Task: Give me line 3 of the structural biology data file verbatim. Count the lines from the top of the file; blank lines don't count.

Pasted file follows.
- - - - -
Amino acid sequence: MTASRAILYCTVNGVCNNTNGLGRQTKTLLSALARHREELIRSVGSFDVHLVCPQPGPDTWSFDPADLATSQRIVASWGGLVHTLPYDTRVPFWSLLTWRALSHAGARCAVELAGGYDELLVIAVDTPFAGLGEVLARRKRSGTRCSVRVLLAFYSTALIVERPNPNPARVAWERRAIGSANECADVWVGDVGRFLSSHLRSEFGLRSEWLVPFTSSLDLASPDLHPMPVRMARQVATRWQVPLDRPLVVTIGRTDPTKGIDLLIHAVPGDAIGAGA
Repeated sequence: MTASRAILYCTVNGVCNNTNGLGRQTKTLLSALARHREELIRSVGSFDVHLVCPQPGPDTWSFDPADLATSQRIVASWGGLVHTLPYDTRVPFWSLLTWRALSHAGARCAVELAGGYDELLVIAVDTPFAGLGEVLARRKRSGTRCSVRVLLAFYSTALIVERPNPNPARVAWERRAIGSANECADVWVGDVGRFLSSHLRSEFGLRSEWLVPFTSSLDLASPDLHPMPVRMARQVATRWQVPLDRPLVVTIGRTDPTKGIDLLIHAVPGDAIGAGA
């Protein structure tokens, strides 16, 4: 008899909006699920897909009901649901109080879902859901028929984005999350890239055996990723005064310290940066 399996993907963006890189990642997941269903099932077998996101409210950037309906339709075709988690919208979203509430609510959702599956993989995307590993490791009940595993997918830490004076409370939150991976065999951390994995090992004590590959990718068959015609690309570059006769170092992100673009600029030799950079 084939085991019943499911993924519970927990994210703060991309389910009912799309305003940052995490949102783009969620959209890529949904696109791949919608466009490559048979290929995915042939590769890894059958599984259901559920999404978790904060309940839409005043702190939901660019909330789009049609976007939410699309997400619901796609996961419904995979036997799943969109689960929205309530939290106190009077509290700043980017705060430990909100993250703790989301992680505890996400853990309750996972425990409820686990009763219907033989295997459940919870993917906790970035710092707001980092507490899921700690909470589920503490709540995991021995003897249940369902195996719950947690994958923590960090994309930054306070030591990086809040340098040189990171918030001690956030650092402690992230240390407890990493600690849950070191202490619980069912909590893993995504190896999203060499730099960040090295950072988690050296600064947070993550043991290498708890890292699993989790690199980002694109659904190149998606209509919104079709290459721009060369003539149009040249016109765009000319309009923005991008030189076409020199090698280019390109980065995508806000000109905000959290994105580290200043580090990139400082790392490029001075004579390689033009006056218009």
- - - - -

């Protein structure tokens, strides 16, 4: 008899909006699920897909009901649901109080879902859901028929984005999350890239055996990723005064310290940066 399996993907963006890189990642997941269903099932077998996101409210950037309906339709075709988690919208979203509430609510959702599956993989995307590993490791009940595993997918830490004076409370939150991976065999951390994995090992004590590959990718068959015609690309570059006769170092992100673009600029030799950079 084939085991019943499911993924519970927990994210703060991309389910009912799309305003940052995490949102783009969620959209890529949904696109791949919608466009490559048979290929995915042939590769890894059958599984259901559920999404978790904060309940839409005043702190939901660019909330789009049609976007939410699309997400619901796609996961419904995979036997799943969109689960929205309530939290106190009077509290700043980017705060430990909100993250703790989301992680505890996400853990309750996972425990409820686990009763219907033989295997459940919870993917906790970035710092707001980092507490899921700690909470589920503490709540995991021995003897249940369902195996719950947690994958923590960090994309930054306070030591990086809040340098040189990171918030001690956030650092402690992230240390407890990493600690849950070191202490619980069912909590893993995504190896999203060499730099960040090295950072988690050296600064947070993550043991290498708890890292699993989790690199980002694109659904190149998606209509919104079709290459721009060369003539149009040249016109765009000319309009923005991008030189076409020199090698280019390109980065995508806000000109905000959290994105580290200043580090990139400082790392490029001075004579390689033009006056218009």